A team of scientists led by a Japanese pharmaceutical startup has been working on a drug to stimulate the growth of new teeth in what would be a world-first, aiming to put it on the market by around 2030.

Toregem Biopharma, funded by Kyoto University, is expected to begin clinical trials on healthy adults in around July 2024 to confirm the drug's safety, after the team succeeded in growing new teeth in mice in 2018.

Most people have "tooth buds" that have the potential to become a new tooth, in addition to baby and permanent teeth, although the buds usually do not develop and subsequently disappear.

The team created an antibody drug that inhibits the protein that suppresses the growth of teeth. The drug works on these buds and stimulates their growth.

In 2018, the team also administered the drug to ferrets, which have both baby and permanent teeth similar to humans, and new teeth grew.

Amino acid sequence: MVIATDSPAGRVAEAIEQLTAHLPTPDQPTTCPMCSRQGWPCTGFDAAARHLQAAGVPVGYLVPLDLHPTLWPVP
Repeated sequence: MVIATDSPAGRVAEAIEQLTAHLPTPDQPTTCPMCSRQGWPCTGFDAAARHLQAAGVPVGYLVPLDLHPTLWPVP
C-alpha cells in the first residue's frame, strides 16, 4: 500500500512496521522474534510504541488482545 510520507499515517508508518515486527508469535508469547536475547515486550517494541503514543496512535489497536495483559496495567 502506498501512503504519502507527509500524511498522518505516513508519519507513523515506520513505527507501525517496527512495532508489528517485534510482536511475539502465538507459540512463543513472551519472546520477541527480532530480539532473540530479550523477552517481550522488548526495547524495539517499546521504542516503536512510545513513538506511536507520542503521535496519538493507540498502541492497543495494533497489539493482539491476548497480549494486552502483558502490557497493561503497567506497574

The team plans to hold a clinical trial for the drug from 2025 for children between 2 and 6 years old with anodontia, who are born without some or all permanent teeth. The children will be injected with one dose to induce teeth growth.

There are also hopes to utilize the drug in the future for adults who have lost teeth due to cavities.

"Missing teeth in a child can affect the development of their jaw bone," said Katsu Takahashi, co-founder of Toregem Biopharma and head of dentistry and oral surgery at Kitano Hospital in Osaka.

"We hope the drug will serve as a key to solving those problems," he said.